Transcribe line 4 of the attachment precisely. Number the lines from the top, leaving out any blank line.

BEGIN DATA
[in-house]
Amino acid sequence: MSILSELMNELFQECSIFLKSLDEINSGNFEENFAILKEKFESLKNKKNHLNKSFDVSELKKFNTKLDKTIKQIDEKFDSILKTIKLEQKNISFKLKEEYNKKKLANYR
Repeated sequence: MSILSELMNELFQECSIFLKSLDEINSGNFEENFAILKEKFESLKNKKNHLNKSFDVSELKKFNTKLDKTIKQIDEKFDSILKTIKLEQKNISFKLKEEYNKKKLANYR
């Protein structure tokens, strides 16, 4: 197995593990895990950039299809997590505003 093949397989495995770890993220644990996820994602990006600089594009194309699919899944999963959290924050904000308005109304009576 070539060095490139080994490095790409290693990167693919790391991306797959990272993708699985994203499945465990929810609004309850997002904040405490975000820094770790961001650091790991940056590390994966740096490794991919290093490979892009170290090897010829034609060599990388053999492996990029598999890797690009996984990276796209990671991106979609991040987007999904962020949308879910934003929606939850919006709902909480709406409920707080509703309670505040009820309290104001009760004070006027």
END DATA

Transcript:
């Protein structure tokens, strides 16, 4: 197995593990895990950039299809997590505003 093949397989495995770890993220644990996820994602990006600089594009194309699919899944999963959290924050904000308005109304009576 070539060095490139080994490095790409290693990167693919790391991306797959990272993708699985994203499945465990929810609004309850997002904040405490975000820094770790961001650091790991940056590390994966740096490794991919290093490979892009170290090897010829034609060599990388053999492996990029598999890797690009996984990276796209990671991106979609991040987007999904962020949308879910934003929606939850919006709902909480709406409920707080509703309670505040009820309290104001009760004070006027």